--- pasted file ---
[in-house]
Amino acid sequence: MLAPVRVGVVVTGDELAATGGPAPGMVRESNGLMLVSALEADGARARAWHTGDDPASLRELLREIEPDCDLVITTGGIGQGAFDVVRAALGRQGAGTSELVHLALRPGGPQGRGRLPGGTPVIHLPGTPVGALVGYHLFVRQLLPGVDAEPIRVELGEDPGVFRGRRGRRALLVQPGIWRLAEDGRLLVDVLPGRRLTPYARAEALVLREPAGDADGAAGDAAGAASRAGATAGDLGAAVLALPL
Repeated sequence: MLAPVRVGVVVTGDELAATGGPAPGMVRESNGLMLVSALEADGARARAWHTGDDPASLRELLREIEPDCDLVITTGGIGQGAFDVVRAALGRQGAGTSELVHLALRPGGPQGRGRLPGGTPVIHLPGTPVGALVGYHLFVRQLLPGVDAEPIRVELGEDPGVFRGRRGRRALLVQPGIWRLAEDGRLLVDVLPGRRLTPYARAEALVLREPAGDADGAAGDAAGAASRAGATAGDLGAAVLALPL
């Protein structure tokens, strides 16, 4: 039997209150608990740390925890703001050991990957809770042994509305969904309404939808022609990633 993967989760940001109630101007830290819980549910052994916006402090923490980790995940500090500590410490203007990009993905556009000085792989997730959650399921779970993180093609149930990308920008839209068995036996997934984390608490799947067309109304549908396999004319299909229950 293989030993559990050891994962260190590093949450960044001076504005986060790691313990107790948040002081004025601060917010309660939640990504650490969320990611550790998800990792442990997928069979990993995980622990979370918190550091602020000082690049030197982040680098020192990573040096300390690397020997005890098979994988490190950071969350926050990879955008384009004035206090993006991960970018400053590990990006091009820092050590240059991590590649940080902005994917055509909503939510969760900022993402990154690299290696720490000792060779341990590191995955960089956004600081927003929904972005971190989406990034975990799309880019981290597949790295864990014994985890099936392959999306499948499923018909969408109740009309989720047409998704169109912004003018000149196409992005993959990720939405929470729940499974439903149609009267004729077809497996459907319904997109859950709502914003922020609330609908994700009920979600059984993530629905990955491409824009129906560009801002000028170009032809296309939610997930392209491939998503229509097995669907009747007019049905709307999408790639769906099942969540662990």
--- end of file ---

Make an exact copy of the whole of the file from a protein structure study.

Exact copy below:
[in-house]
Amino acid sequence: MLAPVRVGVVVTGDELAATGGPAPGMVRESNGLMLVSALEADGARARAWHTGDDPASLRELLREIEPDCDLVITTGGIGQGAFDVVRAALGRQGAGTSELVHLALRPGGPQGRGRLPGGTPVIHLPGTPVGALVGYHLFVRQLLPGVDAEPIRVELGEDPGVFRGRRGRRALLVQPGIWRLAEDGRLLVDVLPGRRLTPYARAEALVLREPAGDADGAAGDAAGAASRAGATAGDLGAAVLALPL
Repeated sequence: MLAPVRVGVVVTGDELAATGGPAPGMVRESNGLMLVSALEADGARARAWHTGDDPASLRELLREIEPDCDLVITTGGIGQGAFDVVRAALGRQGAGTSELVHLALRPGGPQGRGRLPGGTPVIHLPGTPVGALVGYHLFVRQLLPGVDAEPIRVELGEDPGVFRGRRGRRALLVQPGIWRLAEDGRLLVDVLPGRRLTPYARAEALVLREPAGDADGAAGDAAGAASRAGATAGDLGAAVLALPL
């Protein structure tokens, strides 16, 4: 039997209150608990740390925890703001050991990957809770042994509305969904309404939808022609990633 993967989760940001109630101007830290819980549910052994916006402090923490980790995940500090500590410490203007990009993905556009000085792989997730959650399921779970993180093609149930990308920008839209068995036996997934984390608490799947067309109304549908396999004319299909229950 293989030993559990050891994962260190590093949450960044001076504005986060790691313990107790948040002081004025601060917010309660939640990504650490969320990611550790998800990792442990997928069979990993995980622990979370918190550091602020000082690049030197982040680098020192990573040096300390690397020997005890098979994988490190950071969350926050990879955008384009004035206090993006991960970018400053590990990006091009820092050590240059991590590649940080902005994917055509909503939510969760900022993402990154690299290696720490000792060779341990590191995955960089956004600081927003929904972005971190989406990034975990799309880019981290597949790295864990014994985890099936392959999306499948499923018909969408109740009309989720047409998704169109912004003018000149196409992005993959990720939405929470729940499974439903149609009267004729077809497996459907319904997109859950709502914003922020609330609908994700009920979600059984993530629905990955491409824009129906560009801002000028170009032809296309939610997930392209491939998503229509097995669907009747007019049905709307999408790639769906099942969540662990």